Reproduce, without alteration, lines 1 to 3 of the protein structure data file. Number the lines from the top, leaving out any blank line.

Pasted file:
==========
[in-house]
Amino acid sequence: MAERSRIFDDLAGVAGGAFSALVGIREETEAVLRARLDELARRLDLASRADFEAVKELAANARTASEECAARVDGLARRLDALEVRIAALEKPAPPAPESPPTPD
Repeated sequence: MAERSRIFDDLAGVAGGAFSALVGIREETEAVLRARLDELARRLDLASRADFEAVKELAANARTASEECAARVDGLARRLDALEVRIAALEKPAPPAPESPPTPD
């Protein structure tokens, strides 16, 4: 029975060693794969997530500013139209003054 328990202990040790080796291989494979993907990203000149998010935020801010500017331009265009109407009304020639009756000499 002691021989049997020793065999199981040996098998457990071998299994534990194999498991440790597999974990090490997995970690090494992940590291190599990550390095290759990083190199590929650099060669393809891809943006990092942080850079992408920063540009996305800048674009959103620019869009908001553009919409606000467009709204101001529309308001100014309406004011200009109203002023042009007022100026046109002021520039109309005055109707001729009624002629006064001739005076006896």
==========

[in-house]
Amino acid sequence: MAERSRIFDDLAGVAGGAFSALVGIREETEAVLRARLDELARRLDLASRADFEAVKELAANARTASEECAARVDGLARRLDALEVRIAALEKPAPPAPESPPTPD
Repeated sequence: MAERSRIFDDLAGVAGGAFSALVGIREETEAVLRARLDELARRLDLASRADFEAVKELAANARTASEECAARVDGLARRLDALEVRIAALEKPAPPAPESPPTPD